Doug Griggs, co-owner of Milestone 229, the restaurant next to the park, also said children were climbing the retaining wall near the restaurant and running onto the patio. Once, wet children made it into the restaurant’s lobby and took mints.
Gretchen McBeath, a longtime resident of Waterford Tower, the condominium building that rises just south of the fountains, wrote the city in June 2012, a year after the park opened, complaining about blaring music and loud children.
“I know I am supposed to enjoy hearing the children playing, but that has gotten old very fast and it has continued without letup,” she wrote. “I really wonder whether the people of Columbus have to be so constantly entertained all of the time at the expense of the peace and quiet we purchased when we bought into the Waterford.”
“But my husband and I would be lying in bed at 10:30 at night, and all we heard was all this noise from the park,” she said. “We’re trying to coexist with the park, but it’s all a little much for residents there.”
Having ridden a bicycle through the fountain area, I can tell you that what is going on is nothing more complicated than the intersection of two racial-cultural groups. The fountains are packed with black kids (the claptrap from the developers about “rich kids and poor kids playing together” can be safely ignored) who are amazingly loud and vibrant and disrespectful of things like quiet eighty-dollar-a-plate dinners. Today, they’re taking the mints. What will they do tomorrow?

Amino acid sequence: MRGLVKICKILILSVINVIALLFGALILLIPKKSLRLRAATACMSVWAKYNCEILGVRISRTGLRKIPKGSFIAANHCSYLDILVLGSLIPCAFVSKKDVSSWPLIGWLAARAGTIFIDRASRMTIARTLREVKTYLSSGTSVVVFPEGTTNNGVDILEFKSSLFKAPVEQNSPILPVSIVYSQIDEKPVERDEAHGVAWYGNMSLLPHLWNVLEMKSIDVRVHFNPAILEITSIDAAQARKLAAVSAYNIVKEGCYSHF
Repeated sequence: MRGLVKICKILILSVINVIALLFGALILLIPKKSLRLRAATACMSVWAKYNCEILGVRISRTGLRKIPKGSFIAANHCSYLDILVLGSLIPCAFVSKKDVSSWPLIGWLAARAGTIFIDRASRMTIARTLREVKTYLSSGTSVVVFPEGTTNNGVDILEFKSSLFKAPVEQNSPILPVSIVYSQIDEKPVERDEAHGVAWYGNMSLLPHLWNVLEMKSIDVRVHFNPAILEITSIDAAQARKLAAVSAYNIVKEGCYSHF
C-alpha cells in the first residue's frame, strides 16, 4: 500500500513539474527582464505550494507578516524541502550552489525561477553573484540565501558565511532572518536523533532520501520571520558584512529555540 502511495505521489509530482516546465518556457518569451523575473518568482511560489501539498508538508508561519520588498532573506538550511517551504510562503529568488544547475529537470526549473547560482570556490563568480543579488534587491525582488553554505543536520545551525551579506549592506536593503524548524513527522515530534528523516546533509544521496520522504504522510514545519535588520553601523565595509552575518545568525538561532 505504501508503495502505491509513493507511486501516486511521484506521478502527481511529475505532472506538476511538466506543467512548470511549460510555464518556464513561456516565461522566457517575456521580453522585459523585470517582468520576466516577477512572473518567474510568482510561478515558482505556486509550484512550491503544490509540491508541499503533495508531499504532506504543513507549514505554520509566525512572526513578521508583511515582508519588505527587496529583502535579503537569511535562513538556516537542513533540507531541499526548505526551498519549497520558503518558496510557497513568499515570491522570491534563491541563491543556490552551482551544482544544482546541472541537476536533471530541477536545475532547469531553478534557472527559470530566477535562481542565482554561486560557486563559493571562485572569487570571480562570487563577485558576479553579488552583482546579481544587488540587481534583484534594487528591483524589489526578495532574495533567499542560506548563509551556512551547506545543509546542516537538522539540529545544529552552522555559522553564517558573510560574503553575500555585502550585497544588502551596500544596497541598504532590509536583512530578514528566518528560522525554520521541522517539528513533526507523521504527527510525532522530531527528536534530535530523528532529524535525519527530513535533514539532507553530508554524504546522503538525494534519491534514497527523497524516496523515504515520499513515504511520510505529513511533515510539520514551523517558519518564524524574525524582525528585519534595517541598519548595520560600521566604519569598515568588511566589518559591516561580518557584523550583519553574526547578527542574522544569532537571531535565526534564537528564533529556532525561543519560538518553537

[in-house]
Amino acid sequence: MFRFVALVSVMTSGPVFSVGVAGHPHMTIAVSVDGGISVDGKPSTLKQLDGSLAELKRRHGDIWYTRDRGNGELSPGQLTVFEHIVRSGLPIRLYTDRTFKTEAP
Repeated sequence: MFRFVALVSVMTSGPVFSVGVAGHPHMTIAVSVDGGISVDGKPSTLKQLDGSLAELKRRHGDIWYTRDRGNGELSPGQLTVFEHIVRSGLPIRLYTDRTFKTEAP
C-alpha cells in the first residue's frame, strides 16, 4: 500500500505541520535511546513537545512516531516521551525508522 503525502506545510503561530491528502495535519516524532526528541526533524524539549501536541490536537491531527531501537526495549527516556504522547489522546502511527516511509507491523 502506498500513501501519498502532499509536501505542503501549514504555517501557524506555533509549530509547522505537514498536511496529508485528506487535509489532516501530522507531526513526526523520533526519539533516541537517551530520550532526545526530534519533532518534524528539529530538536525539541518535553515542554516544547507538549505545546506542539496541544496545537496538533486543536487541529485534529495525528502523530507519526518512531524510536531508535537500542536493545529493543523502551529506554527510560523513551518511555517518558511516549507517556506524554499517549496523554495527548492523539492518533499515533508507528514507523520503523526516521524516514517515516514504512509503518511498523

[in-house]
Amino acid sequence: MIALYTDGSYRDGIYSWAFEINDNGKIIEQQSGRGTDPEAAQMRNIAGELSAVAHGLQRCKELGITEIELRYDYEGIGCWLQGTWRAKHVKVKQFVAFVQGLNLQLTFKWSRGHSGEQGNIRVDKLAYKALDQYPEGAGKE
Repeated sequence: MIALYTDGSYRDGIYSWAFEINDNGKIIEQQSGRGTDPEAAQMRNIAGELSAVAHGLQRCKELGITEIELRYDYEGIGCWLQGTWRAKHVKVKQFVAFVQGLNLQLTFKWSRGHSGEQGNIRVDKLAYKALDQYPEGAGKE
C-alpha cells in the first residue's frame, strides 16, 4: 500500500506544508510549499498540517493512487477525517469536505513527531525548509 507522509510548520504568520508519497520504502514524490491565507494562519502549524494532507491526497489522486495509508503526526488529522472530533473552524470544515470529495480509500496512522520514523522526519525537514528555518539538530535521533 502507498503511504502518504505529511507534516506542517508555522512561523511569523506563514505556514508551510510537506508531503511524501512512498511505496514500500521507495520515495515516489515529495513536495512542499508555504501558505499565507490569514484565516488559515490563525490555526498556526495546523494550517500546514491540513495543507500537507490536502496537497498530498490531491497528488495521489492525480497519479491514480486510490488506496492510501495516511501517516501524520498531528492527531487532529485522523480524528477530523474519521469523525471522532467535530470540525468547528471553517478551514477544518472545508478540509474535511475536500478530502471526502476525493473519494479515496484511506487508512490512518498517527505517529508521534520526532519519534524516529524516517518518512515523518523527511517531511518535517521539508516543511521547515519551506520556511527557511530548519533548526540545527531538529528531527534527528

Black children have lived in downtown Columbus since there was a downtown Columbus, and they are a known quantity, so I’d venture to say that they aren’t really causing the problem here. The problem is with a group of people who simultaneously wanted to get in on the ground floor (read: pay less money to be part of) a revitalized Columbus downtown and be assured that there was no vibrant ethnic behavior in the area when they arrived. Somebody told them, whether subtly or explicitly, that the black people would be gone by the time they got there. That the homeless camps would be cleared out, that the streets would be policed with aggression, and that they’d be free to do stupid shit like let 25-year-old women walk through the East Village at 12:45am wearing a miniskirt, swinging a purse, and focusing on a cellphone to the exclusion of the outside world.
Yes, I saw that last week.